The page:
Measure: actual cost of acquisition of a paying customer, rate of Trial-to-paid conversion, customer profile and segmentation analysis (who buys what package of your product).

Optimize channels: customer journey map especially the Buying experience (Checkout flow and payment processes), user experience overall.

R for Retention: Users have enjoyed the product or service and return for more. This is definitely a good sign.

Measure

  • Customer lifetime value (CLTV), i.e. how much revenue the user generates for you in his/her lifetime of using your product. 
  • Incremental revenue. How have the users fared in generating revenue for you? Have they upgraded or downgraded on the services usage?
  • Churn – the number of users who stopped using your product over a period of time. They might have moved on to competition products or substitute products.
  • Net promoter score – NPS shows how happy your users are being with you versus being with competition.
  • Promoters (score 9-10) are loyal enthusiasts who will keep buying and referring others, fueling growth.
  • Passives (score 7-8) are satisfied but unenthusiastic customers who are vulnerable to competitive offerings.
  • Detractors (score 0-6) are unhappy customers who can damage your brand and impede growth through negative word-of-mouth. 

Subtracting the percentage of Detractors from the percentage of Promoters yields the Net Promoter Score, which can range from a low of -100 (if every customer is a Detractor) to a high of 100 (if every customer is a Promoter).

Optimize channels: Customer lifecycle management (campaigns and other marketing initiatives such as gifts, discounts and freebies), retargeting and other product marketing initiatives.

R for Referral: Users refer other users to your product! Word of mouth marketing is very potent and leads to over 80% conversion rate. You need to offer very good experience at all points to ensure you create product/service ambassadors out of your users.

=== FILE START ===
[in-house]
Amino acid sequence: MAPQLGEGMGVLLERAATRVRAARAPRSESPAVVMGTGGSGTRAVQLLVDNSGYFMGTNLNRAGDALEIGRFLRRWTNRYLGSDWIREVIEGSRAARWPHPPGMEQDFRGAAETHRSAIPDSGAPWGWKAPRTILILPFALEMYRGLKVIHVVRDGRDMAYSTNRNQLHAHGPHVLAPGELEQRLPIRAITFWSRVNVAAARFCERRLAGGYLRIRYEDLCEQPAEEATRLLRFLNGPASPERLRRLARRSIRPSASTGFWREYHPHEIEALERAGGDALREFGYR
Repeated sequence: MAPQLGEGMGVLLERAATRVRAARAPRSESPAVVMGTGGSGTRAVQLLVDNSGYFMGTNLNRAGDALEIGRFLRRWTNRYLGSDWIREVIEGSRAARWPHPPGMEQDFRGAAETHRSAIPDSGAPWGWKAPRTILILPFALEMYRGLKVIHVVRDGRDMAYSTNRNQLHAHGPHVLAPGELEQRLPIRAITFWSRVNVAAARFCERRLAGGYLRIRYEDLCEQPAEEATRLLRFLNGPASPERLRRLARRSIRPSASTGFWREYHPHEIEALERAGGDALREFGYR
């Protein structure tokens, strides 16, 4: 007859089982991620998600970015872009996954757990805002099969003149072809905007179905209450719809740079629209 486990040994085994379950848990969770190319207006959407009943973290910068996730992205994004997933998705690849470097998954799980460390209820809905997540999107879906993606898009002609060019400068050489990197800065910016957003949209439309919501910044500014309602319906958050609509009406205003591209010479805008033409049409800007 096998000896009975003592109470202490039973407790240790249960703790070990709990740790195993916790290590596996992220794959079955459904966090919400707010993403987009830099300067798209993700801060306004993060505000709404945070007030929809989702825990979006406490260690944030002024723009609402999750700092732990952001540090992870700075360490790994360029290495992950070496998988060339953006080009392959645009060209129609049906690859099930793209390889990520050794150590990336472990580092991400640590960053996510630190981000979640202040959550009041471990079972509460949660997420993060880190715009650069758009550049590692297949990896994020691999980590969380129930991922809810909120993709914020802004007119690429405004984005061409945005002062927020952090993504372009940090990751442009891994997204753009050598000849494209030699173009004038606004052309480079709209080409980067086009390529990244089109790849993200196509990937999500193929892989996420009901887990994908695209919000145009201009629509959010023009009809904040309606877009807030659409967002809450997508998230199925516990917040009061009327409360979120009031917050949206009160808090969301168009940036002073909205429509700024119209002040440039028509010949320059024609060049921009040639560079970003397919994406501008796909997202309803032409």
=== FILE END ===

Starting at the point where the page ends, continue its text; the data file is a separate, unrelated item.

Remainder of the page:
Measure: Net promoter score (NPS), Social shares of your communications and interactions.

Optimize channels: Referral marketing channels and initiatives, overall product/services experience

The modern consumer

  • The modern consumer is exposed to huge amounts of information – tends to be overloaded with information about products, services, ideas, events etc thanks to the internet. 
  • Well informed – the modern consumer has access to information about any subject at a click of the mouse. 
  • Bombarded by myriad options, hundreds of thousands of ads showcasing different products and services as he journeys through the day both at work, while commuting and while relaxing at home.
  • The world has become a global digital village – consumers are exposed to service providers from all across the world. Competition has gone global among service providers.
  • No doubt, consumer decision making is no longer linear.

 In view of this new psychographics definition of the modern consumer,  we are not surprised why the marketing funnel concept does not seem so effective anymore.

 Given the complex and convoluted nature of the modern consumer, the emphasis should not be so much on defining a funnel model or any model at all, but focused more on understanding what influences a consumer at the point of making that purchase decision. 

Dwelling on building a funnel or a model at this point in time seems like an exercise in futility given the complexity of brand vs consumer interactions and the products and services options available to consumers. 

It becomes especially hard to expect consumers to be loyal to certain brands when they can experiment and shop for better values from all the other similar brands and products available.

So, what are these elements that influence consumer decision making at the point of purchase? 

To be very honest, no one has the answer, don’t anyone mislead you into believing he has it figured out, because, even if he had tried a few concepts that worked out well for him in his business, there is no guarantee that same concepts would work out for your own business even in similar industry and geographic location. It’s that complicated, but nonetheless, manageable.

Below are a few recommended models for efficient and effective monetization.

Value Proposition

Customer Value

Customer value is the perceived value of your product or service to the customer. Products and services deliver fundamental elements of value that address four kinds of needs: functional, emotional, life changing and social impact.

Understanding this concept enables you to always craft value-adding and life enriching products and services for your customers and also achieve good commercial results.